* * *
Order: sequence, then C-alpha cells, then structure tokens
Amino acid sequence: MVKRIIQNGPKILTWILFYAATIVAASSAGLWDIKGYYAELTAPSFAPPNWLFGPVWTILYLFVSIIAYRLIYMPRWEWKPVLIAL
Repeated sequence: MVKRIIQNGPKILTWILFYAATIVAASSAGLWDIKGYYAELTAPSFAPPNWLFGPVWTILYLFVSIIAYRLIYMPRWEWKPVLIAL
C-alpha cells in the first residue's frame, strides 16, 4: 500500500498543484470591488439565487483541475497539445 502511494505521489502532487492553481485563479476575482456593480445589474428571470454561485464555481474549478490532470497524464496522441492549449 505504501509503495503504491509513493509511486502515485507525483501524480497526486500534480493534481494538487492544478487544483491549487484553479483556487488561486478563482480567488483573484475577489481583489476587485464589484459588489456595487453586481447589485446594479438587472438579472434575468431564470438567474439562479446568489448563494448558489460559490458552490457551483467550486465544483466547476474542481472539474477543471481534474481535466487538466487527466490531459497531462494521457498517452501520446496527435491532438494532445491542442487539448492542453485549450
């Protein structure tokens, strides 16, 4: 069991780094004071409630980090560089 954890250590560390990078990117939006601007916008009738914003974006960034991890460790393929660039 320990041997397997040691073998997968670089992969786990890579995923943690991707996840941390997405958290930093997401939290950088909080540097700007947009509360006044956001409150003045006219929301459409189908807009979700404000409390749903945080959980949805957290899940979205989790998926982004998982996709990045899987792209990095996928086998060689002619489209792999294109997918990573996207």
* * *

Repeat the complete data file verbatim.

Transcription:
Order: sequence, then C-alpha cells, then structure tokens
Amino acid sequence: MVKRIIQNGPKILTWILFYAATIVAASSAGLWDIKGYYAELTAPSFAPPNWLFGPVWTILYLFVSIIAYRLIYMPRWEWKPVLIAL
Repeated sequence: MVKRIIQNGPKILTWILFYAATIVAASSAGLWDIKGYYAELTAPSFAPPNWLFGPVWTILYLFVSIIAYRLIYMPRWEWKPVLIAL
C-alpha cells in the first residue's frame, strides 16, 4: 500500500498543484470591488439565487483541475497539445 502511494505521489502532487492553481485563479476575482456593480445589474428571470454561485464555481474549478490532470497524464496522441492549449 505504501509503495503504491509513493509511486502515485507525483501524480497526486500534480493534481494538487492544478487544483491549487484553479483556487488561486478563482480567488483573484475577489481583489476587485464589484459588489456595487453586481447589485446594479438587472438579472434575468431564470438567474439562479446568489448563494448558489460559490458552490457551483467550486465544483466547476474542481472539474477543471481534474481535466487538466487527466490531459497531462494521457498517452501520446496527435491532438494532445491542442487539448492542453485549450
């Protein structure tokens, strides 16, 4: 069991780094004071409630980090560089 954890250590560390990078990117939006601007916008009738914003974006960034991890460790393929660039 320990041997397997040691073998997968670089992969786990890579995923943690991707996840941390997405958290930093997401939290950088909080540097700007947009509360006044956001409150003045006219929301459409189908807009979700404000409390749903945080959980949805957290899940979205989790998926982004998982996709990045899987792209990095996928086998060689002619489209792999294109997918990573996207």